This is the second installment I promised to my friend C. who, along with her siblings, takes care of her mom who is in the early stages of Alzheimer’s .
In the first installment, I provided some information about how to deal with family disagreement over care of a loved one and how to secure, if necessary, the help of a professional mediator when no other option is available. I hope C. found the information helpful.
C.’s mom is a vibrant, intelligent and so far independent woman, but Alzheimer’s has begun to take its toll. Her short-term memory is compromised and C. worries about her independence and her ability to do basic things like go to the grocery store or drive a car. She’s worried about not being able to communicate with her later on.
From my research, one thing emerges: while Alzheimer’s is still in the early stages – and for every patient the symptoms may manifest differently – your key caregiving role is to provide support and companionship.
With C.’s mom, the key for my friend and her siblings is to lovingly help her to keep appointments, remember words, names, and places, manage money, manage medications, and help her with planning, organizing and completing tasks. There are many ways to do this, from creating shared calendars, to helping her take and keep notes, and figuring out medication schedules, appointment schedules, etc.
But more than anything, it’s about dealing with the frustrations, anxieties and embarrassment patients feel when affected by the loss of memory – and doing it with love and patience.
There are additional issues. Since C. is not caring for her mom by herself – as I am with my mom, Sarah – she might want to gather her siblings and their mom and figure out a system for addressing legal, financial and medical care plans for the future. While these may not seem urgent now, they will become crucial as Alzheimer’s advances. One necessary conversation deals with talking about her future driving, including talking about the point when driving will no longer be an option. C.’s mom needs to be part of that conversation and be allowed to express her wishes for all future decisions involving her.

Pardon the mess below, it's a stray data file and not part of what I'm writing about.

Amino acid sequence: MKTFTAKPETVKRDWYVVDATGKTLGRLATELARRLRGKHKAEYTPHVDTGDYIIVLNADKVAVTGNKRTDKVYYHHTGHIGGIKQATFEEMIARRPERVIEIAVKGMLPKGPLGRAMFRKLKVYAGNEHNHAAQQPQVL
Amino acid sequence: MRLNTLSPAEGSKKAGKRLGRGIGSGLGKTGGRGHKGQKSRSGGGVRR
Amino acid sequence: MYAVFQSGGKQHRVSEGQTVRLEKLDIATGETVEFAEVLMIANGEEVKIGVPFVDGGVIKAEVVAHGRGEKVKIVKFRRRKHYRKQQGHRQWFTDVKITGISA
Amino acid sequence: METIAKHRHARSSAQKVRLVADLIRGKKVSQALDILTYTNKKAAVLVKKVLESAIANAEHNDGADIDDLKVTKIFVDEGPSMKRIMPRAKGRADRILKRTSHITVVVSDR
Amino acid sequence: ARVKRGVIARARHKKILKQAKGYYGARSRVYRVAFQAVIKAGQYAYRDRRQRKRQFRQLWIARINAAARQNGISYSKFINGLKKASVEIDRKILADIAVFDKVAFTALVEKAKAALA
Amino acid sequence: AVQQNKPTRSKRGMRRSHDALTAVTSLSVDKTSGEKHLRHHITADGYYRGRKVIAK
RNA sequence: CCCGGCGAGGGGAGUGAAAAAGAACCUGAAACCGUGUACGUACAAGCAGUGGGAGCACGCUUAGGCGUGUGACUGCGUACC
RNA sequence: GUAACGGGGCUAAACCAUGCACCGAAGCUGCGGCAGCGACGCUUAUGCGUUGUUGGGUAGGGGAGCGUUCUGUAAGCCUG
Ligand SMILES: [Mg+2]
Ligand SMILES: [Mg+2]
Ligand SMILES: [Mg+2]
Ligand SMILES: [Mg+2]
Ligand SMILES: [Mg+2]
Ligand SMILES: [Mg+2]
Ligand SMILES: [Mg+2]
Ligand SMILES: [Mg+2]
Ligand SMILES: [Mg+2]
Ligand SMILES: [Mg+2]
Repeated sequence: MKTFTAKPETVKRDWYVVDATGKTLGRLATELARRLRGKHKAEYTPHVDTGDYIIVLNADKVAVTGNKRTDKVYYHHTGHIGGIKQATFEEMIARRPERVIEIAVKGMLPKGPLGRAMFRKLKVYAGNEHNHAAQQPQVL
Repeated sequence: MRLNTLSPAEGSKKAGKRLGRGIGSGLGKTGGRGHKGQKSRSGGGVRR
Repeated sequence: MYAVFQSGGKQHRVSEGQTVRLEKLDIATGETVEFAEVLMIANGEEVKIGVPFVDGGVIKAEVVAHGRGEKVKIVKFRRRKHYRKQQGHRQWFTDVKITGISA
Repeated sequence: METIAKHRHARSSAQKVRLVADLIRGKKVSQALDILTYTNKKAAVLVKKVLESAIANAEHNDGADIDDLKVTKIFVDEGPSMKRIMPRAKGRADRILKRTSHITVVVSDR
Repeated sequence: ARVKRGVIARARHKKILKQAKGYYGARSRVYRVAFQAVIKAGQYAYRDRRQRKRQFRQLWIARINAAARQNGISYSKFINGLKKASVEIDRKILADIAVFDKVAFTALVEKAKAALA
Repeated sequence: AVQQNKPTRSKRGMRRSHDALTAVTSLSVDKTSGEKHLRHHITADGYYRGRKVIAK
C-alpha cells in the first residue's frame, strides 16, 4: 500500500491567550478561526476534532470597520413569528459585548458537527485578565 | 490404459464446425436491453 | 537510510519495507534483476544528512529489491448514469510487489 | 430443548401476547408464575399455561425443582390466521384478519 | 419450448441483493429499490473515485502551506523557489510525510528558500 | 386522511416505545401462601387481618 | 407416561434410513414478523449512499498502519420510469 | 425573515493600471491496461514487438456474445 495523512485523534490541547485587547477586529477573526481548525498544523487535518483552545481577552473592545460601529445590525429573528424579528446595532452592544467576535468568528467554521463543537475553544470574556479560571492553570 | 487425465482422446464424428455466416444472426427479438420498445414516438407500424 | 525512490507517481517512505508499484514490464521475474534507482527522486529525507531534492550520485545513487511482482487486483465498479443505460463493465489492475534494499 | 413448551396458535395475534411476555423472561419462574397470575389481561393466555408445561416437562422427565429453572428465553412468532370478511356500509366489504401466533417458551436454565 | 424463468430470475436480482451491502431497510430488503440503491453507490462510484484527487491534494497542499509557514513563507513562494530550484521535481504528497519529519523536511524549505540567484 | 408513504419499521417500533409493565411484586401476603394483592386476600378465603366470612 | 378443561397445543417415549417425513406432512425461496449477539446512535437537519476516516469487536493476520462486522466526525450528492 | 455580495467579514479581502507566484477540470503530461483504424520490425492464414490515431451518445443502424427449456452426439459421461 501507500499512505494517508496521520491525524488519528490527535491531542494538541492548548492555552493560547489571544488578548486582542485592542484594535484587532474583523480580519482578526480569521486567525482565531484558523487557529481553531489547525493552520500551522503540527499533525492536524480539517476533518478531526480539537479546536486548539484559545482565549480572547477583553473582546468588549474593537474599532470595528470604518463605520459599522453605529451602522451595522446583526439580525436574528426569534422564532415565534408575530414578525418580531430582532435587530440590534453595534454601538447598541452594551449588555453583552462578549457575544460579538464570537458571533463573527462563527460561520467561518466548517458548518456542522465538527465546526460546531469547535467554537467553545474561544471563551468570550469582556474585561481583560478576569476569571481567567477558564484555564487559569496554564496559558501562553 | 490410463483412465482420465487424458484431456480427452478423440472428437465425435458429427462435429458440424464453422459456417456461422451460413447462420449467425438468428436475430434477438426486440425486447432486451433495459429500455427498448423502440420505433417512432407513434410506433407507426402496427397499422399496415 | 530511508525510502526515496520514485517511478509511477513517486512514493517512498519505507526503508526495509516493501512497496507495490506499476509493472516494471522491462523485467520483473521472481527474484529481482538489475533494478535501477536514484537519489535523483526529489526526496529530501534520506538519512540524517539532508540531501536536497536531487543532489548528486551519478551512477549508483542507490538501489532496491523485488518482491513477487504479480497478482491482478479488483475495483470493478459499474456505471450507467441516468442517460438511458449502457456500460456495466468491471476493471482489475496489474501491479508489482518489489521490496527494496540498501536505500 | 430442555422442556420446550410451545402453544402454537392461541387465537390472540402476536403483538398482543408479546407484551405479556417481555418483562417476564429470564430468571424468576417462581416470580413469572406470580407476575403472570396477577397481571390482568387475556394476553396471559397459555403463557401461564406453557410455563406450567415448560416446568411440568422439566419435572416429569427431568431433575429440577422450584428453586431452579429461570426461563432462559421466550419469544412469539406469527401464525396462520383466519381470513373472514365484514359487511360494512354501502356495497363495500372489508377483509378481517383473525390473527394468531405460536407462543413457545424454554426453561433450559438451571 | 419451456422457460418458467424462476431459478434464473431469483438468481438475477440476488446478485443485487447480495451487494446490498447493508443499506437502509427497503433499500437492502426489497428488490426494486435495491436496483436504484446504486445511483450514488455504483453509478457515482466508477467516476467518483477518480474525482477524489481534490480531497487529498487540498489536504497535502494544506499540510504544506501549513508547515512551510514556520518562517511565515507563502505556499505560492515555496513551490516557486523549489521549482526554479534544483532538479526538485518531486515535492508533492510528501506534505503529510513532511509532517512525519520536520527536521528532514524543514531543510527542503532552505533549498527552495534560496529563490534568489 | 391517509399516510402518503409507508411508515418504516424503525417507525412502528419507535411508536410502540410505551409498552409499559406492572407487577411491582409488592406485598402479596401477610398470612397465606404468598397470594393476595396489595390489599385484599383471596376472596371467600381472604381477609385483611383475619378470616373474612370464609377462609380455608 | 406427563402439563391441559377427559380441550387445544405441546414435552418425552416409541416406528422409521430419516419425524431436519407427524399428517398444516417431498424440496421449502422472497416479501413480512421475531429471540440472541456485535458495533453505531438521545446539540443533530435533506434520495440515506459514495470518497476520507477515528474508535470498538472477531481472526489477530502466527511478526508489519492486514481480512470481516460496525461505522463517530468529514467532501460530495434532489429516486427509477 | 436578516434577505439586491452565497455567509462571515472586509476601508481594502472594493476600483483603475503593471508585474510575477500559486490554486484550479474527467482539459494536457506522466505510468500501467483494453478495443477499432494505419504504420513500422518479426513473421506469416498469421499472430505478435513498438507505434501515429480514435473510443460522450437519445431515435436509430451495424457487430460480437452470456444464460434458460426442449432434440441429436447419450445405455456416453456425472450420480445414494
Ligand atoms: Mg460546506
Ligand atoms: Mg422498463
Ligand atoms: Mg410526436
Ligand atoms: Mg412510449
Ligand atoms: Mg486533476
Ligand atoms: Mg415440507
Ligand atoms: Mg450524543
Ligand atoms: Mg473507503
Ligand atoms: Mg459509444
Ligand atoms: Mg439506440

In early stage Alzheimer’s it is very important to stay physically and mentally engaged. C. and her siblings will want to devise ways for their mom to have a healthy lifestyle including eating well, exercising and seeing her doctor regularly and to spend as much time as possible with friends and family doing the things that she loves the most.
Because C.’s mom is a very independent woman, it is also very important to provide her the support that she needs to allow her to remain as independent as possible. Calling and visiting every day is fundamental, which means devising a scheduled rotation of family visits. But it is just as important to ensure that others – friends, neighbors or a professional care person – get involved in daily visits and calls and helping with housekeeping, meals, errands, or even paying bills. The Alzheimer’s Association has a great Navigator to help C., and others like her, figure out a plan.
That’s a long list of things to do: it all starts with love, patience, and a positive attitude to reinforce her independence, allow her to have a voice in her own care but also ensure that a network of support is put in place so that she is taken care of as she deals with the progression of the disease.
I hope C. finds this helpful. As for others, if you have questions or want to share your own caregiving story, please do so by leaving a comment or sending me an email.
Until next time!